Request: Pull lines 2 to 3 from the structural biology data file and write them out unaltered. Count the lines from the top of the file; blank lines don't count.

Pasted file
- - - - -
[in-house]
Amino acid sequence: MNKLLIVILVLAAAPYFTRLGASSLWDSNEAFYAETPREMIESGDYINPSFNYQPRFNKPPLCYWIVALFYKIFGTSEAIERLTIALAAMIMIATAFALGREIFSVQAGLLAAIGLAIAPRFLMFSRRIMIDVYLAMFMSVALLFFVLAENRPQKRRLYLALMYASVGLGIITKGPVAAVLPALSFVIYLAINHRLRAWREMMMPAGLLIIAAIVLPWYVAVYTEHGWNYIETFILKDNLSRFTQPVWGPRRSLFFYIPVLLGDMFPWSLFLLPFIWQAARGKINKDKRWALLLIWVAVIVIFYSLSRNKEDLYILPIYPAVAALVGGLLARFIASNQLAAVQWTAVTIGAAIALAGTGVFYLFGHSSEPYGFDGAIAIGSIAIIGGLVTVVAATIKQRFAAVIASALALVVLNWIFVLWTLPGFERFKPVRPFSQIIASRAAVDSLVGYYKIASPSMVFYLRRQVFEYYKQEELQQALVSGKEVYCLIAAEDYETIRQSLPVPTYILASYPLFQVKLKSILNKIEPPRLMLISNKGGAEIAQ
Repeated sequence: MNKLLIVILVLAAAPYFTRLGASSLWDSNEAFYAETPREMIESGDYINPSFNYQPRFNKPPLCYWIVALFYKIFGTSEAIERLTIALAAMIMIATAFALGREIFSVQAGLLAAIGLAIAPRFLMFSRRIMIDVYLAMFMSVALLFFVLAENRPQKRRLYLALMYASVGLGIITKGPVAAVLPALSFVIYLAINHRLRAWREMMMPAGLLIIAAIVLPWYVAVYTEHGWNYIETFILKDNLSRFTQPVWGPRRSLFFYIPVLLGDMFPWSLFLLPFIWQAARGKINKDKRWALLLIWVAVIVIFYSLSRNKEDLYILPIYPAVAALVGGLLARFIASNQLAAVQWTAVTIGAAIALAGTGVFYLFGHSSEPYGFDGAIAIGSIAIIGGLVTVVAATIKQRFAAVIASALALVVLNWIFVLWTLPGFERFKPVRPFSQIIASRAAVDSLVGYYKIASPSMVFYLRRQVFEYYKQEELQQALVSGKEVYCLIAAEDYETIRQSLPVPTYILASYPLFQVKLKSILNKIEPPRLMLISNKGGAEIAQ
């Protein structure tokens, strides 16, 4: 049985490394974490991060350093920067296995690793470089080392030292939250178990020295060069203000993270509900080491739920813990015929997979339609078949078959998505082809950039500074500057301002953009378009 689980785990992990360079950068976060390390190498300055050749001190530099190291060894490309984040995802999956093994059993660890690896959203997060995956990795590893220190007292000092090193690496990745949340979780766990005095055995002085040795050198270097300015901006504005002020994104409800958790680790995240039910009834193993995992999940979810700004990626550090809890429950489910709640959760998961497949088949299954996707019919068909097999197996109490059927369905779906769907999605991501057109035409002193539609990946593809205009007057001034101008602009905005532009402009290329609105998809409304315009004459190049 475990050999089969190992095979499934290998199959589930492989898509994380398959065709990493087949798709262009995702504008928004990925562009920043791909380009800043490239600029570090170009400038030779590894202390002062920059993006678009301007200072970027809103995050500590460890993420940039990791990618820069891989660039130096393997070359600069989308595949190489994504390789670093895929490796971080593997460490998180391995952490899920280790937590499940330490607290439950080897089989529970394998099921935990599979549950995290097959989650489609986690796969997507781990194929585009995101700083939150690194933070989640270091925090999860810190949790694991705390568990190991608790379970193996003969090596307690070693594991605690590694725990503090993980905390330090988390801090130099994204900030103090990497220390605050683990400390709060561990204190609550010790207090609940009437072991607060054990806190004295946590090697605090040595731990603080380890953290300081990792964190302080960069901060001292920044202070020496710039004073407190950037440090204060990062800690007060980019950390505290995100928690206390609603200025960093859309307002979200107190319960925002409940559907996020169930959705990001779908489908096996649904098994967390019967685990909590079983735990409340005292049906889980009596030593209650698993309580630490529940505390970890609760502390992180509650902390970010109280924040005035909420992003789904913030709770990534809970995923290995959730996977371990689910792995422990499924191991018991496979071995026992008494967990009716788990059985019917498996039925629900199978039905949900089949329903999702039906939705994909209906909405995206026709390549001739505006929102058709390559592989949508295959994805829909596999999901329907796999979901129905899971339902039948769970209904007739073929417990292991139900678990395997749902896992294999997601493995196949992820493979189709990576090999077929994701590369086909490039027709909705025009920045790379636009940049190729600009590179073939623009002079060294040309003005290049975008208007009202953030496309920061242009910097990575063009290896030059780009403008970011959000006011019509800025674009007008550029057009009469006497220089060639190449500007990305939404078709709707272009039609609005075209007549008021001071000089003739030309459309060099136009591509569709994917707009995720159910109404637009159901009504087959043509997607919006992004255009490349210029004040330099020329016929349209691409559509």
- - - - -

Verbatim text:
Amino acid sequence: MNKLLIVILVLAAAPYFTRLGASSLWDSNEAFYAETPREMIESGDYINPSFNYQPRFNKPPLCYWIVALFYKIFGTSEAIERLTIALAAMIMIATAFALGREIFSVQAGLLAAIGLAIAPRFLMFSRRIMIDVYLAMFMSVALLFFVLAENRPQKRRLYLALMYASVGLGIITKGPVAAVLPALSFVIYLAINHRLRAWREMMMPAGLLIIAAIVLPWYVAVYTEHGWNYIETFILKDNLSRFTQPVWGPRRSLFFYIPVLLGDMFPWSLFLLPFIWQAARGKINKDKRWALLLIWVAVIVIFYSLSRNKEDLYILPIYPAVAALVGGLLARFIASNQLAAVQWTAVTIGAAIALAGTGVFYLFGHSSEPYGFDGAIAIGSIAIIGGLVTVVAATIKQRFAAVIASALALVVLNWIFVLWTLPGFERFKPVRPFSQIIASRAAVDSLVGYYKIASPSMVFYLRRQVFEYYKQEELQQALVSGKEVYCLIAAEDYETIRQSLPVPTYILASYPLFQVKLKSILNKIEPPRLMLISNKGGAEIAQ
Repeated sequence: MNKLLIVILVLAAAPYFTRLGASSLWDSNEAFYAETPREMIESGDYINPSFNYQPRFNKPPLCYWIVALFYKIFGTSEAIERLTIALAAMIMIATAFALGREIFSVQAGLLAAIGLAIAPRFLMFSRRIMIDVYLAMFMSVALLFFVLAENRPQKRRLYLALMYASVGLGIITKGPVAAVLPALSFVIYLAINHRLRAWREMMMPAGLLIIAAIVLPWYVAVYTEHGWNYIETFILKDNLSRFTQPVWGPRRSLFFYIPVLLGDMFPWSLFLLPFIWQAARGKINKDKRWALLLIWVAVIVIFYSLSRNKEDLYILPIYPAVAALVGGLLARFIASNQLAAVQWTAVTIGAAIALAGTGVFYLFGHSSEPYGFDGAIAIGSIAIIGGLVTVVAATIKQRFAAVIASALALVVLNWIFVLWTLPGFERFKPVRPFSQIIASRAAVDSLVGYYKIASPSMVFYLRRQVFEYYKQEELQQALVSGKEVYCLIAAEDYETIRQSLPVPTYILASYPLFQVKLKSILNKIEPPRLMLISNKGGAEIAQ